Besides the good food and shopping, Batu Caves is another must visit attraction when visiting Kuala Lumpur (13 kilometres north of the city).
The Batu Caves is the most widely known Hindu Temple in Malaysia (almost like a local icon), dedicated to Lord Murugan and at every Thaipusam (which falls in late January/early February), it will be crowded with Hindu devotees carrying Kavadi and milkpots to express their devotion.
The Batu Cave Temple is also known as 10th Caves or Hill for Lord Murugan as there are six important holy shrines in India and four more in Malaysia. The three others in Malaysia are Kallumalai Temple in Ipoh, Tanneermalai Temple in Penang and Sannasimalai Temple in Malacca.
The Batu Caves temple complex consists of three main caves ..
- Temple Cave (Free to enter)
- Dark Cave (Fee charge for Tour)
- Art Gallery Cave (Fee charge for Entrance)
One of the most iconic feature of Batu Caves has to be the 42.7-metre high statue of Lord Murugan (tallest Lord Murugan statue in the world). The statue, which cost approximately 24 million rupees, is made of 1550 cubic metres of concrete, 250 tonnes of steel bars and 300 litres of gold paint brought in from Thailand.
This area is a limestone hill comprising three major caves and a number of smaller ones. The limestone formations found in the caves are said to be around 400 million years old, the temple is considered an important religious landmark by Hindus.
There are many stalls there selling religious artifacts, food for feeding birds, drinks, indian vegetarian restaurants. So don’t worry if you’ll get thirsty or hungry there.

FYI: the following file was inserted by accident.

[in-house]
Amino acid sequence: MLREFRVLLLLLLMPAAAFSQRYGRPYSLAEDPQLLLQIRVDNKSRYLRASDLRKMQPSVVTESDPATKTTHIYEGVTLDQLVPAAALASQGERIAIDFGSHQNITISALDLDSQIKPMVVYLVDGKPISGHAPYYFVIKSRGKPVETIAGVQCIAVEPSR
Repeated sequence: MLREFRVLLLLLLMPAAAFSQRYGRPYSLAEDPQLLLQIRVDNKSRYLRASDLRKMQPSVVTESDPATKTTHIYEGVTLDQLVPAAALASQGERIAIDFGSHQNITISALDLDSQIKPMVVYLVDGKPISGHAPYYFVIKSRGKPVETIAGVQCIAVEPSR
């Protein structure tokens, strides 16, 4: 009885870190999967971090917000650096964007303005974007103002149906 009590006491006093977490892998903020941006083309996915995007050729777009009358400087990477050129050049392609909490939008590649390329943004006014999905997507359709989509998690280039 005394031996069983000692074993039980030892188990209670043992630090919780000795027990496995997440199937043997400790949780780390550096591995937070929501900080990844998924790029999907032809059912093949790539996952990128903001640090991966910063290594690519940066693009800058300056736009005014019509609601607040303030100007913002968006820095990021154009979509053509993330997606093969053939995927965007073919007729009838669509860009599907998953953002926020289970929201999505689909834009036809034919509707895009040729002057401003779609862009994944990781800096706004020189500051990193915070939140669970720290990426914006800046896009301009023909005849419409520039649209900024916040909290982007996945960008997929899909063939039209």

Be prepare to burn your leggy fats, pay extra caution as the steps are rather steep.
You are welcome to observe the worship session, just kindly remove your footwear before entering the temple sanctuary. Note: do not disturb the sanctity by taking photos with your flashlight on.
As you climb up the 272 steps towards the Temple Cave, you will find a path branches off to the Dark Cave. Follow the path and in no time you will feel the cool breeze coming out of the cave entrance.
There are registration tables where visitors can sign up for the tour. You will also find a mini-exhibition of the bats you can find the Dark Cave. You will most likely be able to only hear the bats flying around in the cave due to the darkness so this is the best time to see what those bats would look like upclose.
The Dark Cave is where visitors can explore the enthralling cave ecosystem with a guided educational tour. The Dark cave is at least 100 million years old and the limestone that surrounds it was originally formed from shells and coral, from when this entire area was underwater.
The cave is also home to millions of both fruit- and insect-eating bats where their droppings (also known as guano) supports an ecosystem within the cave, with cockroaches, spiders, crickets, snakes and other creepy crawlies living off either the guano, the bats themselves or each other.
For RM 35 (Adult), you can sign up for the Dark Cave Educational Tour – Just come in your comfortable shoes and clothing and keep yourself hydrated as the tour is about 45 minutes long and the cave can get quite hot at times (with temperature of 27º -29º Celsius and 85-90% humidity year round). Torchlight and helmet will be provided. Do note that the Dark Cave tour is not available on Mondays; the tour is available from Tuesday to Friday 10am to 5pm and on Saturdays, Sundays, Public Holidays 10.30am to 5.30pm.
Coming By Train. KTM Komuter train takes you to the caves on the Batu Caves – Port Klang line. An adult single fare is RM2.00 from KL Sentral to Batu Caves. The journey from KL Sentral to Batu Caves takes about 30 minutes and trains run on a frequency of 15 to 30 minutes.